Roberto Matta's mural is the most vivid example of how artwork bought for Expo has fared
BBC Spain Correspondent, Seville
It was the first thing that caught a visitor's eye at the entrance to Seville Expo '92.
Either side of the main gate for the fair was a bright-coloured ceramic mural.
Featuring fantastical creatures, it was an original work by the acclaimed Chilean surrealist Roberto Matta - one of many pieces of art commissioned by Spain for the World Fair of 1992.
But, on the eve of the opening of the Shanghai World Expo 2010, there is a sorry story to tell.
Today, many of the tiles have been smashed or prised from the cement by souvenir seekers; there are weeds poking through the cracks and one end of the wall has been knocked down to create a cycle path.
It's the most vivid example of how the international artwork bought for Expo has fared. But there's another, nearby.
The Isla Magica theme park opened several years after Expo ended, transforming part of the site into a fantasy-land for children.
But when the developers began creating the park they discovered a 15 metre high tower where the rapid river ride was meant to be.
Abandoned, it was being used as a public toilet so the developers destroyed it.
"Building for a Void" was an original sculpture by British artist Anish Kapoor and David Connor, created specially for Seville Expo.
"It was a place of calm. Amid the noise and festivity of the fair, it was like a monastery," remembers local art critic, Juan Bosco Diaz-Urmeneta.
"Once you were inside it had a marvellous shaft of light. That building should have been preserved. It's terrible that it was destroyed."
The structure, reminiscent of a helter-skelter, still features prominently on the web-page of designer David Connor who collaborated with Kapoor.
He says it took six months to build and "wasn't cheap".
Anish Kapoor's work was destroyed to make way for a theme park
"Why go and buy an expensive sculpture, then knock it down?" the designer wonders.
"But our work is just a drop in the ocean compared to the other things built on that site and then abandoned.
"It's all a colossal waste."
It's difficult to discover who exactly is responsible for allowing "Building for a Void" to be destroyed, or failing to protect other work commissioned for the fair. But the attempt provides a hint of the chaos that reigned when Expo closed.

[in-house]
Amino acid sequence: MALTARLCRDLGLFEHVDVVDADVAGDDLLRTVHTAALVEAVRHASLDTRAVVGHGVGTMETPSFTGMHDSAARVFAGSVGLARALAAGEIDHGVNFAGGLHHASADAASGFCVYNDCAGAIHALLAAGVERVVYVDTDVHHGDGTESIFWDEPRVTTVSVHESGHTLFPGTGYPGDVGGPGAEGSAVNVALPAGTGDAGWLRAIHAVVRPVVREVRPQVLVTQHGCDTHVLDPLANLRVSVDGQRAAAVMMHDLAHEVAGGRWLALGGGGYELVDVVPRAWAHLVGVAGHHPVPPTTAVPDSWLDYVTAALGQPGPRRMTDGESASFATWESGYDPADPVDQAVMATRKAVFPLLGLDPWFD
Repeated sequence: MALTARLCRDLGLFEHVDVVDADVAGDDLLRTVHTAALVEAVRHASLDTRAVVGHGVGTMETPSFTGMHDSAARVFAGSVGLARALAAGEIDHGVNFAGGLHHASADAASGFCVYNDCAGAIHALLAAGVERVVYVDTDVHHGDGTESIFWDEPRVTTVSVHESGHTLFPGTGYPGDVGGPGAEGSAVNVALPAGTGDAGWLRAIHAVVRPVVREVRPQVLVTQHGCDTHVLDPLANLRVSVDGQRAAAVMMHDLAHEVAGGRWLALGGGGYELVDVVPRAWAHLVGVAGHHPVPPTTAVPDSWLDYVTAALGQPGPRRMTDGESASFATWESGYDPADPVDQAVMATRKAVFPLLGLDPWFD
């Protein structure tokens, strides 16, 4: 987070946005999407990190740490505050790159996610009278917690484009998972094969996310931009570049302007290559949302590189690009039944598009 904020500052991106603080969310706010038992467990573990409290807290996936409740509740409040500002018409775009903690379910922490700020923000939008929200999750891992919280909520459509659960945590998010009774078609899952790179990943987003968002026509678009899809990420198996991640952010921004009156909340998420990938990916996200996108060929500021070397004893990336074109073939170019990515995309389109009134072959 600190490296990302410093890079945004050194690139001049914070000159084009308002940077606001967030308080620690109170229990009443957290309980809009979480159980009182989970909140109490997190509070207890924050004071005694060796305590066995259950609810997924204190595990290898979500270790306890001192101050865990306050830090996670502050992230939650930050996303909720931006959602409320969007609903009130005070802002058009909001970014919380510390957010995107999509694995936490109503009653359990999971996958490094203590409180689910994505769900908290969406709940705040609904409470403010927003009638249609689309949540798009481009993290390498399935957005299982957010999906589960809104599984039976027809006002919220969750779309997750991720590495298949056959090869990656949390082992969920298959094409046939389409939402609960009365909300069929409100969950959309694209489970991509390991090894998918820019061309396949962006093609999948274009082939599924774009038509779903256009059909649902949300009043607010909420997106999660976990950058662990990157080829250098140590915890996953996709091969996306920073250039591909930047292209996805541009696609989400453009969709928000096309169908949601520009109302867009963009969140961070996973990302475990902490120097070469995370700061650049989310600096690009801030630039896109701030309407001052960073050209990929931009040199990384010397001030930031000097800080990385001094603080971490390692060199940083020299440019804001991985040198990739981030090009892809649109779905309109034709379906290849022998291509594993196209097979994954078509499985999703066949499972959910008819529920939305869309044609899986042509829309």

A body set up to manage the site soon divulged responsibility to national, regional and local government. For years, the Expo site had many masters - and none.
A spokesperson for the group currently overseeing the site, Cartuja 93, told the BBC: "If any of the sculptures had been catalogued in any way, their destruction would have been impossible."
The current director of Isla Magica says the Kapoor tower was never listed, despite its value.
"We made the destruction to make a new project," Antonio Pelaez explains, saying the sculpture did not fit the theme of the amusement park.
"The tower [
] is very interesting for Expo 92. Then some people take the decision that it cannot co-exist in a park located in 16th century Seville and America," the director says.
He argues that it was physically impossible to move.
World Fairs are extravagant by nature, each spectacular event costing the host country billions of dollars. Billed as the biggest World Fair to date, Seville was no exception.
Expo 92 marked 500 years since Christopher Columbus sailed from Spain for the Americas. For six months, Seville swarmed with more than 15 million visitors.
Ilya Kabakov's canvas is being used by local children as a football goal
But when they left, the Expo site was abandoned, its original artwork among many other valuable assets neglected for years.
A piece by Ukrainian artist Ilya Kabakov is one of the survivors - but only just.
"Woman with a Blue Plate" is a square wooden canvas which once depicted a woman and a donkey. The plate of the title, once attached, was stolen before the fair opened.
You can still make out the faint outline of the figures. But the wood has rotted and warped. It's smashed in parts and daubed with graffiti.
Local children now use it as a goal, to play football.
"Nobody respects contemporary art here," complains art historian and restorer Carlos Nunez Guerrero.
"Everyone respects the Baroque, the Renaissance. Ancient art is very important for Seville. But this is something recent and unknown for people," he explains.
Belatedly, the city authorities have begun a rescue effort. Mr Guerrero was part of a team that's already restored eight statues, now on display outside the monastery where Columbus planned his historic voyage.
Having spent a small fortune commissioning the art, Seville is now spending more trying to salvage it.
A ceramic artist is looking at re-creating Matta's mural from photographs. Officials have even enquired whether Anish Kapoor might rebuild his ill-fated tower.
If so, they could contact German artist Stephan Balkenhol too. His work was one of four sculptures displayed in the Gardens of Guadalquivir.
Not any more.
"There was a statue - Man with white shirt and black trousers - cut from this wood," says Maria Victoria Bustamante, from Seville city council, pointing at an empty tree trunk.
"It cost 200,000 euros. The whole statue has been stolen."